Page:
I’ve been thinking about how we deal with the pain in our lives. Both my parents passed away in the last three years. And in 2020 we also buried my father-in-law Douglas Wylie, affectionately known as the ‘Irish General’, who moved countries at the age of eighty to help me and my wife Lucinda plant Hillsong Church in South Africa. (Doug loved to tell me what to preach about, his standard suggestion being the End Times.)
The truth is God doesn’t guarantee a pain-free existence for any of us. Jesus says: ‘Here on earth you will have many trials and sorrows.’ (John 16:33 NLT). Pain is an inevitable part of life and there are many different sources of it. We can be wounded or ill-treated by others. We can suffer violence, abuse, neglect, or lack in the families we grow up in, or prejudice, injustice, and discrimination in the world we live in. Sometimes our pain can be self-inflicted. There’s also the pain of loss, which we’ve all been confronted with in a much greater way during this pandemic.
Growing up, I was no stranger to physical pain. It was the outcome of many exploits and adventures – attempted stunts on my BMX bike, games with my two younger brothers that regressed into no-holds-barred fights, jumps off high places, Youth Ministry manoeuvres gone wrong, you name it.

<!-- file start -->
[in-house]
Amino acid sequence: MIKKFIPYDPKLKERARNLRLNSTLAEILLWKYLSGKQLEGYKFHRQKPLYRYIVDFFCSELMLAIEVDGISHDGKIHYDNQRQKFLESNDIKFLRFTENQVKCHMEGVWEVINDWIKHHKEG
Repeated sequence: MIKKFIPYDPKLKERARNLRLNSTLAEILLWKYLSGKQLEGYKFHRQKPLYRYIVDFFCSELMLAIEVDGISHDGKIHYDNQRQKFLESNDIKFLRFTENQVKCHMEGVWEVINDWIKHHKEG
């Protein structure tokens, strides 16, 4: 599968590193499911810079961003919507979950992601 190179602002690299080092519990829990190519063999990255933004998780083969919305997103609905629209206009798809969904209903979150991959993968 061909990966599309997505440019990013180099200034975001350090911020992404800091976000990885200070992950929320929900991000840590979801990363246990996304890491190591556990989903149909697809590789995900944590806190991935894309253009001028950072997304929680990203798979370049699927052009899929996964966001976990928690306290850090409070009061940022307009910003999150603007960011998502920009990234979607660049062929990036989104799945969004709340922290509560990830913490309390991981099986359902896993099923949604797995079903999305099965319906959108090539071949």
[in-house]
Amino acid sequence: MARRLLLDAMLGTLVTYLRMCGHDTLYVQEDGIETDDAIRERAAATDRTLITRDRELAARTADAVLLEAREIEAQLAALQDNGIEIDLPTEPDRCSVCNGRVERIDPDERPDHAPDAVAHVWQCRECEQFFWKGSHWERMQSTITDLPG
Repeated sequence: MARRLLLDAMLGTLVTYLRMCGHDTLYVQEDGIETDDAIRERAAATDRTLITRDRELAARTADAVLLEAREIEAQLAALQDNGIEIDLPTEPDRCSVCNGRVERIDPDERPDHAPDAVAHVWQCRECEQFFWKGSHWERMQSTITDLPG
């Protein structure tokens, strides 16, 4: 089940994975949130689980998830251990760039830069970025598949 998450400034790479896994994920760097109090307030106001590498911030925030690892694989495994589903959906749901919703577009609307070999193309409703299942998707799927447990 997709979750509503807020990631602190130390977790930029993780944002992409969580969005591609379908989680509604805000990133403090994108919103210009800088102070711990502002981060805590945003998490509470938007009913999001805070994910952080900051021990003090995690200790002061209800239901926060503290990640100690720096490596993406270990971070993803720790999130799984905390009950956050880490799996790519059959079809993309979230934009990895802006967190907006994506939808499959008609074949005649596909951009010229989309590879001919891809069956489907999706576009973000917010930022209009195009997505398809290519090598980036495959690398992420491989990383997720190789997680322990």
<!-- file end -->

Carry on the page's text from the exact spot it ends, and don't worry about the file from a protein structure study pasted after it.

But my first encounter with real, emotional pain was on the day my dad called me and my brothers together to tell us our mum was going to hospital (not an average hospital, but a private mental health hospital in Sydney) to get better. We didn’t understand what that meant. Mum didn’t look sick. Dad couldn’t really explain what was wrong with Mum either, because I don’t think he knew exactly. Mental health issues were a taboo subject in those days. Very simply put, Mum battled with feelings of depression and struggled to cope with the challenges of everyday life.
As a teenage boy, I struggled to make sense of the situation, and yet I experienced all the pain associated with it, and I didn’t know who to talk to about it, or how to make the pain stop. I felt bad for my mum. I felt bad for my dad. My own personal pain was tinged with shame because no one else had a mum who needed to go into hospital for mental illness. (I’m sure there were other kids who faced similar challenges, but it felt like I was the only one.)
Hurting was a lonely experience. My brothers and I avoided talking (or even thinking) about Mum’s condition because it just stirred up more pain for us. We tried to distract ourselves with whatever we could find – sports, Lego, our BMX bikes, anything to take our minds off that part of our lives for which we didn’t have answers anyway.
Sadly, there’s no happy ending to this story. Mum tried everything to get well – medical, psychological, and spiritual help. Mum and Dad were faithful followers of Jesus. Our whole family went to church every Sunday. People prayed for Mum, and she still didn’t get better. My dad did all he could. He stayed with her, when it would have been easier for him to leave, and he kept on loving Mum and looking after her (and looking after us boys, too). As a family, we had to live with the pain of Mum’s situation and the effect it had on all of us.
The pain still lingers for me, which brings me to my first point:
1. Some pain never goes away completely, but it doesn’t have to control us either.